5 Lessons Learned from a Content Audit
Keep. Throw. Donate.
If you’ve ever moved, you’re likely familiar with these three words. Moving is a perfect time to clear out clutter and start fresh at your new place. Your favorite pair of hiking boots? Keep. A paper from your first college English course? Throw. That old smoothie machine? Donate.
A website redesign project often starts in a similar way - with a content audit. What content can be used word-for-word? Repurposed? Or completely scrapped?
Here are five lessons I learned while doing a content audit for a recent website redesign.
Lesson #1: Define your overall goals before you start.
When starting a content audit, think about your end-goal. Are you hoping to improve your conversion rate, keyword ranking or site rank? Maybe you need to re-align with your brand personas. Perhaps you’re tasked with adapting to a different site structure. By thinking about your goals first, the more helpful your content audit will be when it’s time to write.
Lesson #2: Spreadsheets are your friend.
Many writers have a hate-hate relationship with Microsoft Excel, Google Sheets and the rest of the cell-centric crowd of applications. While most of us are comfortable with their word processing counterparts, a content audit should be carried out in some sort of spreadsheet application. Many content analysis tools even start the spreadsheet for you (see Lesson #3).
Lesson #3: Use a tool to help with inventory.
Most content audits begin with a content inventory. (Read about the differences here.) While a content inventory can be time-consuming, many tools are available to make the process easier. We used Content Analysis Tool (CAT). Others include URL Profiler, Screaming Frog, or even Google Analytics.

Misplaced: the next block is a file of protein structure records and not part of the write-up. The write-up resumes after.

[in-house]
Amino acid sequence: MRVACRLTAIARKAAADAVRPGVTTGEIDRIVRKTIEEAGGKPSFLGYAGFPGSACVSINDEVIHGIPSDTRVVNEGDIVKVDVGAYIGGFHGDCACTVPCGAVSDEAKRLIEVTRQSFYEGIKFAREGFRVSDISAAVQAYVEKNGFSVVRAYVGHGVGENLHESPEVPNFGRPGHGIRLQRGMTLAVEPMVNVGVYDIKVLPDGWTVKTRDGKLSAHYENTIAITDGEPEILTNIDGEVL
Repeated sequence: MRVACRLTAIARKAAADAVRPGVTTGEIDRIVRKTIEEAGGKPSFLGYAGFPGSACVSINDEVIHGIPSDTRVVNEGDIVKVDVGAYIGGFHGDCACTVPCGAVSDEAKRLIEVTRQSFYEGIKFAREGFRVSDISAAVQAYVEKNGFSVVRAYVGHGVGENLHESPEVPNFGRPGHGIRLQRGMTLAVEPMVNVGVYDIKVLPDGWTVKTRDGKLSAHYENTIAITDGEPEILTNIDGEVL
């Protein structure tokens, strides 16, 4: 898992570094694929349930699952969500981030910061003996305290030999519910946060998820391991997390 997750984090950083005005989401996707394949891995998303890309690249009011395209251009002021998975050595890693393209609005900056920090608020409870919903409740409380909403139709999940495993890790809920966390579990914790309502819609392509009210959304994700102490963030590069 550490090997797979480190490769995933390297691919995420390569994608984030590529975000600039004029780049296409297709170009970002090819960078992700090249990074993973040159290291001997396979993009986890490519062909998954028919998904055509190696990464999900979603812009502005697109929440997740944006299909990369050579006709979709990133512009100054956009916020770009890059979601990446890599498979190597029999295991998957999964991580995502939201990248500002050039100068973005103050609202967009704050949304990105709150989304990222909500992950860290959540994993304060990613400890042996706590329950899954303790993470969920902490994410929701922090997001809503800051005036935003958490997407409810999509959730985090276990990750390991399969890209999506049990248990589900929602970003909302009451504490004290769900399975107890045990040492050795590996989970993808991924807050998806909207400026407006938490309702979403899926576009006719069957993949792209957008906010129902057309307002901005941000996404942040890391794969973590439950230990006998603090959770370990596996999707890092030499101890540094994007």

Lesson #4: Don’t forget extra content that isn’t on a webpage.
In the depths of a content audit, it’s easy to overlook content that doesn’t reside on a webpage. Consider auditing your lead nurture emails, product PDFs, sales intranets and even social media channels. Don’t forget SEO elements like meta descriptions, title tags and alt tags. They all might contain helpful content you might want to include on your redesigned site.
Lesson #5: Rank every bit of content.
One of the most valuable outputs of a content audit is the ability to differentiate the good, the bad and the ugly content. Develop a ranking system that works for you, and stick to it. A couple examples might include:
- Quality: A-F grades, numerical (e.g., 1-10) or other ways (e.g., current, relevant, appropriate)
- Action: Keep as-is, update or delete
Using a consistent ranking method will help you when it comes to content outlines and writing processes.
Remember, just like moving, a content audit is hardly the most enjoyable part of the website redesign process. But after you’ve completed it, you’ll find yourself one step closer to where you want to be.